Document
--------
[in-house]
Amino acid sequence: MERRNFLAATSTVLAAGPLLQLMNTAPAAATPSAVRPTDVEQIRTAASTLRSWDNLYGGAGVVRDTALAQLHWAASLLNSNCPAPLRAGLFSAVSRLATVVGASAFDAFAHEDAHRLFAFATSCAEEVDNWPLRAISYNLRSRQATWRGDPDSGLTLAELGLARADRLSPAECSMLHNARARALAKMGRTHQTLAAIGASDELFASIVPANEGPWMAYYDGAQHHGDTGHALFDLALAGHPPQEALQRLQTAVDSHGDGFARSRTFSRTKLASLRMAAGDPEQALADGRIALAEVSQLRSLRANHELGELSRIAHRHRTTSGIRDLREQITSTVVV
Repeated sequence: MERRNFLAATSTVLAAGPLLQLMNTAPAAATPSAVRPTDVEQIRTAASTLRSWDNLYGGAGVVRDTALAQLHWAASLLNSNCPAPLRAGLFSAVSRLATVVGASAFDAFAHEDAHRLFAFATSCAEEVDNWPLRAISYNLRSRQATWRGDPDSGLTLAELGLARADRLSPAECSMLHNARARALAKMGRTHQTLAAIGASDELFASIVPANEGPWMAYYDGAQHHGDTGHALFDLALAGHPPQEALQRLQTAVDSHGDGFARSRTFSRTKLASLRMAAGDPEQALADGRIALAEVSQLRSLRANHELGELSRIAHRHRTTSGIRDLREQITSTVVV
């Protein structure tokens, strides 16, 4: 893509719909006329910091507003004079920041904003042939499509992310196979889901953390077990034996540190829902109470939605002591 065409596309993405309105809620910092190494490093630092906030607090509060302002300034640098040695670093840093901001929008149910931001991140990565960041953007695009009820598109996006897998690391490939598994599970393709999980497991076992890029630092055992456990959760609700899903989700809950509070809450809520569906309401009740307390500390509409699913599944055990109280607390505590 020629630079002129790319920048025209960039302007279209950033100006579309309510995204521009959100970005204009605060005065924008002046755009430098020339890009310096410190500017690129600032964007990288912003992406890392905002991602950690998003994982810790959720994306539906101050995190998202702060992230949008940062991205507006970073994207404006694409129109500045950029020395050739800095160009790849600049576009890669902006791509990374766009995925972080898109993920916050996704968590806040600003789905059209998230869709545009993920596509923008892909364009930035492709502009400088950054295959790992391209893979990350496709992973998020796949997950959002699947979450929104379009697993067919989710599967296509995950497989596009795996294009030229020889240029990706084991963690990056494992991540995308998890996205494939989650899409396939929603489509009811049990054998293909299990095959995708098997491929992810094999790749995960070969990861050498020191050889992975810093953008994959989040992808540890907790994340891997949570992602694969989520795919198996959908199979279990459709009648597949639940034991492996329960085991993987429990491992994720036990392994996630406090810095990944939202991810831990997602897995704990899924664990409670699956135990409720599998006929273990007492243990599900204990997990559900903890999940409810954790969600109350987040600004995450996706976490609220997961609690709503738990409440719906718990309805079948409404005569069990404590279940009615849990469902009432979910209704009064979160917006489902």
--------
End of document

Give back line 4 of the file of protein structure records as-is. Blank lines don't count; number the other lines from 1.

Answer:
């Protein structure tokens, strides 16, 4: 893509719909006329910091507003004079920041904003042939499509992310196979889901953390077990034996540190829902109470939605002591 065409596309993405309105809620910092190494490093630092906030607090509060302002300034640098040695670093840093901001929008149910931001991140990565960041953007695009009820598109996006897998690391490939598994599970393709999980497991076992890029630092055992456990959760609700899903989700809950509070809450809520569906309401009740307390500390509409699913599944055990109280607390505590 020629630079002129790319920048025209960039302007279209950033100006579309309510995204521009959100970005204009605060005065924008002046755009430098020339890009310096410190500017690129600032964007990288912003992406890392905002991602950690998003994982810790959720994306539906101050995190998202702060992230949008940062991205507006970073994207404006694409129109500045950029020395050739800095160009790849600049576009890669902006791509990374766009995925972080898109993920916050996704968590806040600003789905059209998230869709545009993920596509923008892909364009930035492709502009400088950054295959790992391209893979990350496709992973998020796949997950959002699947979450929104379009697993067919989710599967296509995950497989596009795996294009030229020889240029990706084991963690990056494992991540995308998890996205494939989650899409396939929603489509009811049990054998293909299990095959995708098997491929992810094999790749995960070969990861050498020191050889992975810093953008994959989040992808540890907790994340891997949570992602694969989520795919198996959908199979279990459709009648597949639940034991492996329960085991993987429990491992994720036990392994996630406090810095990944939202991810831990997602897995704990899924664990409670699956135990409720599998006929273990007492243990599900204990997990559900903890999940409810954790969600109350987040600004995450996706976490609220997961609690709503738990409440719906718990309805079948409404005569069990404590279940009615849990469902009432979910209704009064979160917006489902």